7. Avoid using pesticides. Most pesticides contain toxic compounds which contribute to sick building syndrome and can also make you sick. Use alternative methods and eliminating the source of the pest problem. Contact the Environmental Health Coalition for alternative methods.
  8. Use natural lighting and ventilation where possible. Appropriate natural lighting and ventilation help create healing environments. This is another way to save on energy costs and enhance your quality of life.
  9. Install energy-efficient windows, doors, and skylights. Replace existing single-pane windows with a new more energy-efficient dual glazing window systems to save energy. Install energy-efficient skylights or solar tubes where there is a need for additional daylight. Care must be taken to avoid too much solar heat gain in the summer months.
  10. Seal/caulk gaps with Low-VOC adhesives. Prevent air infiltration by sealing gaps at window frames, cracks at building intersections, and weather stripping at doors leading to lower energy usage and costs.
  11. Xeriscape landscaping. By installing drought tolerant plants that are indigenous to the, area and using drip irrigation, you can save on water consumption and reduce watering costs. Your landscape architect and the San Diego County Water Authority have additional information on xeriscape landscaping.

Avoid using building materials with chemical emissions such as formaldehyde, solvents, and volatile organic compounds (VOC's). These compounds can be found in particle board, paints, vinyl floor and wall coverings, certain types of carpet, and even insulation. Building material chemical emissions contribute to causing Sick Building Syndrome and can make you sick.

Do use building materials with minimal chemical emissions such as ceramic tile, linoleum, formaldehyde-free particle boards, low-VOC paints and sealers, low-VOC adhesives, and non-toxic cleaners. Obtain Material Safety Data Sheets (MSDS) and available test data from manufacturers of all building related materials to verify what each product contains prior to using it.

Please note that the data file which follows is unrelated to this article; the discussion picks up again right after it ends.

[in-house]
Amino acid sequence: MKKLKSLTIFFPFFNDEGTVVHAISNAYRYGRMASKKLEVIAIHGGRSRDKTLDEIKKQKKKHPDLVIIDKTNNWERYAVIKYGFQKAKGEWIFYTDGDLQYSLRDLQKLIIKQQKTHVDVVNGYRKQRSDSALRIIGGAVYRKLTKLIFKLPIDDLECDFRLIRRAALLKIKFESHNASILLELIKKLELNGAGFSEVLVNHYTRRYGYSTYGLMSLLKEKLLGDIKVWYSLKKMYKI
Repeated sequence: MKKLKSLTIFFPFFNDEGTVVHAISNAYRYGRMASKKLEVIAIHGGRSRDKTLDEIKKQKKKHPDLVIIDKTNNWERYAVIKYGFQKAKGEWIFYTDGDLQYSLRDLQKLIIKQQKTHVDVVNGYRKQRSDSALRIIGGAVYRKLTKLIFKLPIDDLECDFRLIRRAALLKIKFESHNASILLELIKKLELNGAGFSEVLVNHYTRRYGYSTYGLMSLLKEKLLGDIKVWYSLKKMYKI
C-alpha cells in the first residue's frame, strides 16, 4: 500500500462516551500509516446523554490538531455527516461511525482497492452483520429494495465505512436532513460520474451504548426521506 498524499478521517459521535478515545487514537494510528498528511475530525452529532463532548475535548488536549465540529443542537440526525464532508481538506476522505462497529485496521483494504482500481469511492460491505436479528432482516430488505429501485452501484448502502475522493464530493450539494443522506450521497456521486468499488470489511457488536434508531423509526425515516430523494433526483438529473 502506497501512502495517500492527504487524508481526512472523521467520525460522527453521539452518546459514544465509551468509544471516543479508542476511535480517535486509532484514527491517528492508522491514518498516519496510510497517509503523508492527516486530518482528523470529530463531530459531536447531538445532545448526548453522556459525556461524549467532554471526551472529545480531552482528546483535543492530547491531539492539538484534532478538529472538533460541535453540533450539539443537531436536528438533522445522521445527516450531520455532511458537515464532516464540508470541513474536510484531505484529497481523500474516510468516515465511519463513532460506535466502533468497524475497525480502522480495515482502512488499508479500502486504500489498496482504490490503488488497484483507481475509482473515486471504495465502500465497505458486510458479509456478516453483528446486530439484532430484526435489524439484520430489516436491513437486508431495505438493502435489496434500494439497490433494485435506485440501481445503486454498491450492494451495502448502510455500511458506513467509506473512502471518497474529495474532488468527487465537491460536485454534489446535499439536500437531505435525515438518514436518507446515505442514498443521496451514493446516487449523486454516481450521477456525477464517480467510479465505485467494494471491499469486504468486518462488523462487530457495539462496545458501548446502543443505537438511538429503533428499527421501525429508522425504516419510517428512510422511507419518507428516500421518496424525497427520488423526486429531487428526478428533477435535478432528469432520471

Use products with recycled content. Incorporate building products with recycled content into your next building remodel. Less energy and resources are expended in manufacturing products with recycled content thus helping the natural environment.

Reduce, Reuse, Recycle. Try to reuse and refurbish existing building components before you replace them with new materials. Keep in mind that most construction debris is recyclable. Avoid landfill tipping fees by contacting the City of San Diego Environmental Services or San Diego County for a list of construction demolition and yard waste recyclers.

Minimize use of carpet. Chemically treated carpets, adhesives, and backings can emit numerous chemicals. Also carpets can contribute to indoor air pollution due to collection of dust and other pollutants in the carpet fibers. Where carpet is used, obtain test data prior to purchase and avoid carpets with topical chemical treatments. Consider airing-out the carpet prior to installation and use of a zeolite mineral wash to help absorb odors. Use low-VOC adhesives for installation. Consistent maintenance is also important.

Use energy efficient lighting. Replace your energy consuming traditional incandescent light bulbs with the super energy saving compact fluorescent lights with SDG&E rebates. Plus, they last considerably longer saving you money in the long run. These lights are available at many home improvement outlets.